History

The big frog sculptures emerged from work to develop a model system and medium to render human-size form in direct metal sculpture.  The beginning of the human-size copper frog goes back to 1974 when I, Charles Smith, started making metal sculpture (following a career in science and engineering).

My first subjects were clowns and dancers made with sheet copper overlaid with brass, and although they were one to two feet high, there was always the desire to make them life-size in direct metal.  This natural subject matter for me, coupled with the basic desire to render the life-size image of the human form in metal are the forces that led to the copper frog.  Without my realizing it the clowns and dancers and jesters “morphed” into the frogs.  This happened over a period of about three years during the mid-1980’s.  A client on Seabrook Island for whom I had made sculpture often asked me do a frog, as he and his wife were “frog lovers” and collected various frog images and sculptures.  The first frog was sitting on the ground, but was the size of a person.  After several big sitting frogs, I did a number of smaller frogs, I did a number of smaller frogs obtaining a better control of the medium.  Then they got bigger again, began to stand, and became involved in human activities.

My sons, Beau and Zan, learned metal sculpture while growing up, and became “Frogsmiths” after they had completed school; we contribute to the development of the medium and collaborate on the art and craft of the human-size copper frog.  Zan and I have studios in a natural setting of a small island in the South Carolina Lowcountry, south of Charleston.  Beau works independently in Atlanta.  Each frog is made individually and has its own character in expression and body language.  We do not use templates, or helpers.  We primarily use copper, brass and stainless steel, and have developed over the years a special process for initiating the verdigris patina.   We sign, date, and copyright the pieces on a stainless steel plate near the foot of the frog statue.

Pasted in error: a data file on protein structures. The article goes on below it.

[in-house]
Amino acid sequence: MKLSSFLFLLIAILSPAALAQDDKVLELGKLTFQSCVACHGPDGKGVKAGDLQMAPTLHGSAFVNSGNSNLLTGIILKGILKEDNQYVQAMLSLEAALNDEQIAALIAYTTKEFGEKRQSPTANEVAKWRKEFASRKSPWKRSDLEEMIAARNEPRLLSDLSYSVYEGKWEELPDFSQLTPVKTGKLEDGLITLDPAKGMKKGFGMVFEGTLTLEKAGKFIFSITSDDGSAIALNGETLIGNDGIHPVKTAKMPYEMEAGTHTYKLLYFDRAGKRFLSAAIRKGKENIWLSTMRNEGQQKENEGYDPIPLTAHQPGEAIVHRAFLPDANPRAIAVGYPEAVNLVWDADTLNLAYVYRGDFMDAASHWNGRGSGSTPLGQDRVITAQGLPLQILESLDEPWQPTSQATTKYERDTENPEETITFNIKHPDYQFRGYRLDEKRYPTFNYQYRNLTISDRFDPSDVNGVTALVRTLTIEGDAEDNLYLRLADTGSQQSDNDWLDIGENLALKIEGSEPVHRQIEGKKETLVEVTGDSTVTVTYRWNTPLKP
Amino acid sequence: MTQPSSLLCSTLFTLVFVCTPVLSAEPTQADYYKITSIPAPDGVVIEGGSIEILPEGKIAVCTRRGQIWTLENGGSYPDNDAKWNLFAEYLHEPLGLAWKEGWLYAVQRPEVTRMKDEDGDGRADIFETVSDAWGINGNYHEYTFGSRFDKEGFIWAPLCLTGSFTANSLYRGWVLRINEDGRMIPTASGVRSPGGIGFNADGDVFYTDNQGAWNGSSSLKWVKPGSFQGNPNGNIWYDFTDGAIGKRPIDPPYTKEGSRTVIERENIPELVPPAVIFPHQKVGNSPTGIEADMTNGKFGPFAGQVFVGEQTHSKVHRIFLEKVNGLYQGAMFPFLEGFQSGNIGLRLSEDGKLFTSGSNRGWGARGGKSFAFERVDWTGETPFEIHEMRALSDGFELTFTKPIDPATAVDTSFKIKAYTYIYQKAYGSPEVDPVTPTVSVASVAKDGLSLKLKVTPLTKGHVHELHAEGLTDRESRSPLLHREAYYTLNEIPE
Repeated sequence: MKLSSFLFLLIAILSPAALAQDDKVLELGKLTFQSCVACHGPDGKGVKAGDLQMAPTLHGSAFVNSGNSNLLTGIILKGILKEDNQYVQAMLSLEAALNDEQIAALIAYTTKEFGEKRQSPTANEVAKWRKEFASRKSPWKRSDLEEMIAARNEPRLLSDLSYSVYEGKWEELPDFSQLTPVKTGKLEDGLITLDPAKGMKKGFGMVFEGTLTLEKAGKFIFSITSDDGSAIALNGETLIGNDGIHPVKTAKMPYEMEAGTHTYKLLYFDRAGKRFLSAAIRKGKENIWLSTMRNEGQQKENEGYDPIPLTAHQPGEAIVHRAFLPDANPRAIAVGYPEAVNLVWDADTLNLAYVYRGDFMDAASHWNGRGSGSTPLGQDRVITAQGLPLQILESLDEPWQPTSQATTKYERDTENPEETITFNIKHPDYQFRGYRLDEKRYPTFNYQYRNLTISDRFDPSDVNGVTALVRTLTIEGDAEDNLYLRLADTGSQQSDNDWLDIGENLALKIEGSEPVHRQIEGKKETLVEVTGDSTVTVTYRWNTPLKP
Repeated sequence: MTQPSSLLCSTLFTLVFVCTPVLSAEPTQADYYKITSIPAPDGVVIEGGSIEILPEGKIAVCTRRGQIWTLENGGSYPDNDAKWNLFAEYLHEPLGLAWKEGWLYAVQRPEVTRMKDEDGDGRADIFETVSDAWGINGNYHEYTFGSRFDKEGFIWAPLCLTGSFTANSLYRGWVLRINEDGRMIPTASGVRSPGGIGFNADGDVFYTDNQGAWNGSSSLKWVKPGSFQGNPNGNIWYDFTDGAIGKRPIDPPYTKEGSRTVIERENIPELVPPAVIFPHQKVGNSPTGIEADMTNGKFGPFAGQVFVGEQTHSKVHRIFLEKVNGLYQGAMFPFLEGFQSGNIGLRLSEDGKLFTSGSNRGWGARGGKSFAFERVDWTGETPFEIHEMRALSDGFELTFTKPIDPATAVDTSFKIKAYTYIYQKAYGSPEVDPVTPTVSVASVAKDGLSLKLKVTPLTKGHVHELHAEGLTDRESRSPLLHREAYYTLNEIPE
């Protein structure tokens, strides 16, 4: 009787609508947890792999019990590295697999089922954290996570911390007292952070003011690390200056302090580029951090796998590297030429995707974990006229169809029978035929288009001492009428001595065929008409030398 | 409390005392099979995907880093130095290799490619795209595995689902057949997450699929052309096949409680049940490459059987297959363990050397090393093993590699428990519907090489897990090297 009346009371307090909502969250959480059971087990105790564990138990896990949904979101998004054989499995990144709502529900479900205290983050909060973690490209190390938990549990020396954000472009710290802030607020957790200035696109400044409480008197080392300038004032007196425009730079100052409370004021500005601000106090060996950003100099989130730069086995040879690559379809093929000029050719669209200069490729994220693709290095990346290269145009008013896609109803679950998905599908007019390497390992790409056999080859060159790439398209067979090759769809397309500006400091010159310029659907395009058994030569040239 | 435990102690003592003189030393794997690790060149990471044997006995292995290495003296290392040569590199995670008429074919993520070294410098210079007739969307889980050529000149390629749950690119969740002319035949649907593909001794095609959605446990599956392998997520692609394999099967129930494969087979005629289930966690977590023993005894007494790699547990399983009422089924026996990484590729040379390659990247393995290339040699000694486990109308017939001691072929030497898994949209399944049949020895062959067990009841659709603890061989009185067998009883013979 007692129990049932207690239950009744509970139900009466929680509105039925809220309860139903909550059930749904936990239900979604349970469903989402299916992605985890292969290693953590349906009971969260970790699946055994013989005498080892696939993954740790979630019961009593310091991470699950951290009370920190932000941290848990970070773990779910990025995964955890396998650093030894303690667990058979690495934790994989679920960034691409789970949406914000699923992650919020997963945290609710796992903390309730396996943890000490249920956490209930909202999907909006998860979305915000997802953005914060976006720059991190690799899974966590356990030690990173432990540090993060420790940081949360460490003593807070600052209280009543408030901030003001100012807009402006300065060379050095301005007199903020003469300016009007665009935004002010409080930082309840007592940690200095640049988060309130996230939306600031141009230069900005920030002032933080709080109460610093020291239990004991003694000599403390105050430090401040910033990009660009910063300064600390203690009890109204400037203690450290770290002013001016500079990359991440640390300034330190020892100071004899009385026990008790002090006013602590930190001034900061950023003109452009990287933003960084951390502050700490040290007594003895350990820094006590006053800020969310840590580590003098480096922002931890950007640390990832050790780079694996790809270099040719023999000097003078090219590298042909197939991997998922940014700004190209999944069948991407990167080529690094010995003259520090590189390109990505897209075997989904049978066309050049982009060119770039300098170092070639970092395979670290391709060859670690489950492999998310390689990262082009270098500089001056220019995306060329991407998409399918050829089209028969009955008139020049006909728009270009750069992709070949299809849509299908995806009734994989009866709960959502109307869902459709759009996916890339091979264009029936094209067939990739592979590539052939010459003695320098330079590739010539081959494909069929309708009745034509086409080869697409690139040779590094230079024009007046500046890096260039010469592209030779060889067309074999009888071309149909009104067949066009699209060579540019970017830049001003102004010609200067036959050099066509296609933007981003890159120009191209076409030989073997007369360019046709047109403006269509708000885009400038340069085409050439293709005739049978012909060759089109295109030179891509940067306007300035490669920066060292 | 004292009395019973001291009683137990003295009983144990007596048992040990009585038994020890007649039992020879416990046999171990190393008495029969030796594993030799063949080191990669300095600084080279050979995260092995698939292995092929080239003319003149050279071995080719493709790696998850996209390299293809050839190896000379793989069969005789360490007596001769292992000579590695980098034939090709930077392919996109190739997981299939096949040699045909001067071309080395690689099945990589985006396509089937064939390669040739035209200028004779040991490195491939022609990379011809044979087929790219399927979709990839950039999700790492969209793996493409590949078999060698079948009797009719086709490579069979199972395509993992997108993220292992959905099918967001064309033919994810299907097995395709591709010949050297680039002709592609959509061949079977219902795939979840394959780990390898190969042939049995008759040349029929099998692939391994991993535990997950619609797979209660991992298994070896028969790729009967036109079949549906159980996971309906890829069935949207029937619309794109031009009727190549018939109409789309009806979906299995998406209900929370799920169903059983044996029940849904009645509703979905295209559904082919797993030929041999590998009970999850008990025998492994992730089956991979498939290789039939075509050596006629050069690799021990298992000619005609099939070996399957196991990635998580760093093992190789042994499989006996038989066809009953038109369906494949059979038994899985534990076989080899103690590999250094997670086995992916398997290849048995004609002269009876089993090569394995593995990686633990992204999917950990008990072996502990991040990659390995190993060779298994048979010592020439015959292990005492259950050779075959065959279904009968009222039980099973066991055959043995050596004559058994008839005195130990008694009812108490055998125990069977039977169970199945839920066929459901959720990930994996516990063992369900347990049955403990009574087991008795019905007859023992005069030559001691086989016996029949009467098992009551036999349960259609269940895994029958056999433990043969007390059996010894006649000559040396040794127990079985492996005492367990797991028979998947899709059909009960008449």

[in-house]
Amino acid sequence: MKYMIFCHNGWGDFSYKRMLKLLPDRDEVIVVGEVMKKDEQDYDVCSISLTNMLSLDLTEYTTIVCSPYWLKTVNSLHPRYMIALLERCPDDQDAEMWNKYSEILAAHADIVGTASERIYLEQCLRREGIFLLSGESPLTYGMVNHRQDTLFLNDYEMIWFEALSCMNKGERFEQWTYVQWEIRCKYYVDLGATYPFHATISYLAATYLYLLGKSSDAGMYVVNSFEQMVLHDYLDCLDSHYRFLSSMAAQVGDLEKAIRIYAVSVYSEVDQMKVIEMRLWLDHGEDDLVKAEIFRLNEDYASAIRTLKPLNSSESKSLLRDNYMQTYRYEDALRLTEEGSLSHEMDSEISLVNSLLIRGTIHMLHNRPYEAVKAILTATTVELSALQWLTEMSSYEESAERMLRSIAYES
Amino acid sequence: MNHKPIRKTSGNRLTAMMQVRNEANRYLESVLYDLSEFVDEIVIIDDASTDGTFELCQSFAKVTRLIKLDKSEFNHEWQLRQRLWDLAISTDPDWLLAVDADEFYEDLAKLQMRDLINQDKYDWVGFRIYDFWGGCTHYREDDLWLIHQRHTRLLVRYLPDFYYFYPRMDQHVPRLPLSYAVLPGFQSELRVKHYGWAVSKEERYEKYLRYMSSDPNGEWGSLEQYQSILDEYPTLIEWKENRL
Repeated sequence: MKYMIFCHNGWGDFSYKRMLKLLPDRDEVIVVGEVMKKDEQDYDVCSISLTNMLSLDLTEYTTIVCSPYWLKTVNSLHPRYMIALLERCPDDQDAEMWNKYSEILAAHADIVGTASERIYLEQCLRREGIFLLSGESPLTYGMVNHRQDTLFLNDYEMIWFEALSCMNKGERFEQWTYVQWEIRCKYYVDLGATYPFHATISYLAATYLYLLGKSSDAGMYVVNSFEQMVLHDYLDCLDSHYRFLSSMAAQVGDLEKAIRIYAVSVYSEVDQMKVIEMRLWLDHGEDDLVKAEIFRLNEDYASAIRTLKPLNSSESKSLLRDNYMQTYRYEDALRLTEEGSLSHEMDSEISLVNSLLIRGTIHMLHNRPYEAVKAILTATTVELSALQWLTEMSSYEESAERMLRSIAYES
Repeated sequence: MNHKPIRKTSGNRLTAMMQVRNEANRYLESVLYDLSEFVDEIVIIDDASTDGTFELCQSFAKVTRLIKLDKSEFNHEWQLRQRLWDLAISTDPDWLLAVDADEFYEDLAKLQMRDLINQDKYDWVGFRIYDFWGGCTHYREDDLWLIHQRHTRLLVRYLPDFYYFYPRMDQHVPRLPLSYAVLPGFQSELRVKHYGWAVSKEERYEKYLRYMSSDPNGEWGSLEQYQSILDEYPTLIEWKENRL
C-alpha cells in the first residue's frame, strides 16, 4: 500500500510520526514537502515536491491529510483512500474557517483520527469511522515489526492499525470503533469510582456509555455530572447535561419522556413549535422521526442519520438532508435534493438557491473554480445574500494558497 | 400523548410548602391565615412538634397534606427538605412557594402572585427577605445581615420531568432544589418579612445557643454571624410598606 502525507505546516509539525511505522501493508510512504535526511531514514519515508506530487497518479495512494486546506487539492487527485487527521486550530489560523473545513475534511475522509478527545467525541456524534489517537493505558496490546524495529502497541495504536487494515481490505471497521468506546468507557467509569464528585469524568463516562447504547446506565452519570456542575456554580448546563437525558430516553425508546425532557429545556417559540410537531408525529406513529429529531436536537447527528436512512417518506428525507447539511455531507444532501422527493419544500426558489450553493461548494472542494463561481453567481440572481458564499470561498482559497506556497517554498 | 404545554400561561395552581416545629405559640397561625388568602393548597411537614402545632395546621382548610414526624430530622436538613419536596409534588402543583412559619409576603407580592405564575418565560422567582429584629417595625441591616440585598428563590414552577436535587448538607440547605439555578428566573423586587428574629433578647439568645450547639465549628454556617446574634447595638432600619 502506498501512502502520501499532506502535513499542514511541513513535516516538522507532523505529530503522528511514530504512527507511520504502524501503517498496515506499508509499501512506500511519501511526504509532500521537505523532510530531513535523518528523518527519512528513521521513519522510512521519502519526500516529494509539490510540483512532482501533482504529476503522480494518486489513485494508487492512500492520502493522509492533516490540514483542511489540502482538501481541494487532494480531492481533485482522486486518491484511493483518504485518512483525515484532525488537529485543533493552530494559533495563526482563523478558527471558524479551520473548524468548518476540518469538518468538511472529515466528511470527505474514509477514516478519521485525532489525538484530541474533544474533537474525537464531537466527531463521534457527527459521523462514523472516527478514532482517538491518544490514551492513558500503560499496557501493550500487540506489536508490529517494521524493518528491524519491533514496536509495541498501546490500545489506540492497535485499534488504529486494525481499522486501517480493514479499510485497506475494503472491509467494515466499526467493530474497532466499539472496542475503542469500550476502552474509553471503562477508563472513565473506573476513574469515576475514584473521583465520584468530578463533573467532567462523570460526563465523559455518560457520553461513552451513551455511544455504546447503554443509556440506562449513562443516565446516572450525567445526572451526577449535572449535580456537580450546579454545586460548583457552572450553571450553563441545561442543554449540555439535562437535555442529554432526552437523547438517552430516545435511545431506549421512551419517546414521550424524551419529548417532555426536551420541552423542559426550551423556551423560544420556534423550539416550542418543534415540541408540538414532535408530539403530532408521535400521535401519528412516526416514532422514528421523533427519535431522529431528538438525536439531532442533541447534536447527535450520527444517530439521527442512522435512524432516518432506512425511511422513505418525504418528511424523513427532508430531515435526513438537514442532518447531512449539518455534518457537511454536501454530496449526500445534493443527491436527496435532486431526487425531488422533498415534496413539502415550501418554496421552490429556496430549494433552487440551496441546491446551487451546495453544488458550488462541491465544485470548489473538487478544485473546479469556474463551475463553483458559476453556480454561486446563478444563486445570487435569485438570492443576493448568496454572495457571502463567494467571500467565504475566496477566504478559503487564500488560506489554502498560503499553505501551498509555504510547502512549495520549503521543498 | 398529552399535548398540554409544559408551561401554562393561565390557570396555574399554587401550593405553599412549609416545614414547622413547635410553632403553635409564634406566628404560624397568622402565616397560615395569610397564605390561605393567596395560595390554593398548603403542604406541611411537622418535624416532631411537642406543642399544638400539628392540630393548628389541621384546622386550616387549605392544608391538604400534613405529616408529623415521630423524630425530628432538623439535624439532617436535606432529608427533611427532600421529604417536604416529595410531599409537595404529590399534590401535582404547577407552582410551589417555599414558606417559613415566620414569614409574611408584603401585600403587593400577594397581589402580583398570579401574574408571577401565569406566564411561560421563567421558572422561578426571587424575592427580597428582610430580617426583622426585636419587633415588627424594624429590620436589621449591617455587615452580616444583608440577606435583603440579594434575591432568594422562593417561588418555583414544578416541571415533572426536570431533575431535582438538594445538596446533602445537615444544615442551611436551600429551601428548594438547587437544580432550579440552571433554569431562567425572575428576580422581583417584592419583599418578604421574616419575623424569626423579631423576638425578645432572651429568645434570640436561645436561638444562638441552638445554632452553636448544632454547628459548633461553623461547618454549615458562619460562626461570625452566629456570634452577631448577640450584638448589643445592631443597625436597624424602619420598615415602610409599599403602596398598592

“Aliveness” is a descriptive term often used to refer to our frog sculpture.  Frank Cabot (founder of The Garden Converancy) claims: “they have soul”.  He has placed fifteen of the creatures at “Les Quatre Vents” Gardens at Murray Bay, near Quebec in Canada.  Alston Glenn (director of Atlanta Botanical Garden, ret.) calls our work “crowd pleasers” and is responsible for seven pieces in their collection.  We have made frog sculptures for public gardens and settings, schools, hospitals, and private collections all over the United States and in many foreign countries.